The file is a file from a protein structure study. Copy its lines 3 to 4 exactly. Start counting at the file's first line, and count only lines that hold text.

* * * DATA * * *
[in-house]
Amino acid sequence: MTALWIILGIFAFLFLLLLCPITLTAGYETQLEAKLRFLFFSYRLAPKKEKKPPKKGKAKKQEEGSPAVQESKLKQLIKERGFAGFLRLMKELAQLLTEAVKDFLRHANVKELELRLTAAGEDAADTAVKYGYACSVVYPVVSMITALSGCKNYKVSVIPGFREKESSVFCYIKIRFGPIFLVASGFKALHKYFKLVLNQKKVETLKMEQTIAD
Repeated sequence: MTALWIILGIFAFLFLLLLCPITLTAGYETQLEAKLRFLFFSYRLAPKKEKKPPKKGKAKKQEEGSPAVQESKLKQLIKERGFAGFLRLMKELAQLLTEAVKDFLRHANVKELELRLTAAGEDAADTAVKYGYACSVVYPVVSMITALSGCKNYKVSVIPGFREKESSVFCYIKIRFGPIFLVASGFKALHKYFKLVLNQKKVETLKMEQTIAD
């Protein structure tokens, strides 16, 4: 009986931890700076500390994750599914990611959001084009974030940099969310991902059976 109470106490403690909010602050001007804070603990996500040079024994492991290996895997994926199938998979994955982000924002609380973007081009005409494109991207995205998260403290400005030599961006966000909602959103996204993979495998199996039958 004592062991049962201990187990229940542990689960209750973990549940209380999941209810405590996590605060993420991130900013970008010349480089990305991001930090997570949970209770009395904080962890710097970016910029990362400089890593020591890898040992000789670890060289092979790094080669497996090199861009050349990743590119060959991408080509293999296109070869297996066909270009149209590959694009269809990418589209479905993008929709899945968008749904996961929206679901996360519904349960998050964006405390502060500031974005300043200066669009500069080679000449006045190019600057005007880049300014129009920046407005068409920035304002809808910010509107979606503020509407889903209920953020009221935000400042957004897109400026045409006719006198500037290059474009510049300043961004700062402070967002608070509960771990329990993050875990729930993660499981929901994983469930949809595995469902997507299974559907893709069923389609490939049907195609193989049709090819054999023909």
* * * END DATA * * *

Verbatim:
Repeated sequence: MTALWIILGIFAFLFLLLLCPITLTAGYETQLEAKLRFLFFSYRLAPKKEKKPPKKGKAKKQEEGSPAVQESKLKQLIKERGFAGFLRLMKELAQLLTEAVKDFLRHANVKELELRLTAAGEDAADTAVKYGYACSVVYPVVSMITALSGCKNYKVSVIPGFREKESSVFCYIKIRFGPIFLVASGFKALHKYFKLVLNQKKVETLKMEQTIAD
């Protein structure tokens, strides 16, 4: 009986931890700076500390994750599914990611959001084009974030940099969310991902059976 109470106490403690909010602050001007804070603990996500040079024994492991290996895997994926199938998979994955982000924002609380973007081009005409494109991207995205998260403290400005030599961006966000909602959103996204993979495998199996039958 004592062991049962201990187990229940542990689960209750973990549940209380999941209810405590996590605060993420991130900013970008010349480089990305991001930090997570949970209770009395904080962890710097970016910029990362400089890593020591890898040992000789670890060289092979790094080669497996090199861009050349990743590119060959991408080509293999296109070869297996066909270009149209590959694009269809990418589209479905993008929709899945968008749904996961929206679901996360519904349960998050964006405390502060500031974005300043200066669009500069080679000449006045190019600057005007880049300014129009920046407005068409920035304002809808910010509107979606503020509407889903209920953020009221935000400042957004897109400026045409006719006198500037290059474009510049300043961004700062402070967002608070509960771990329990993050875990729930993660499981929901994983469930949809595995469902997507299974559907893709069923389609490939049907195609193989049709090819054999023909």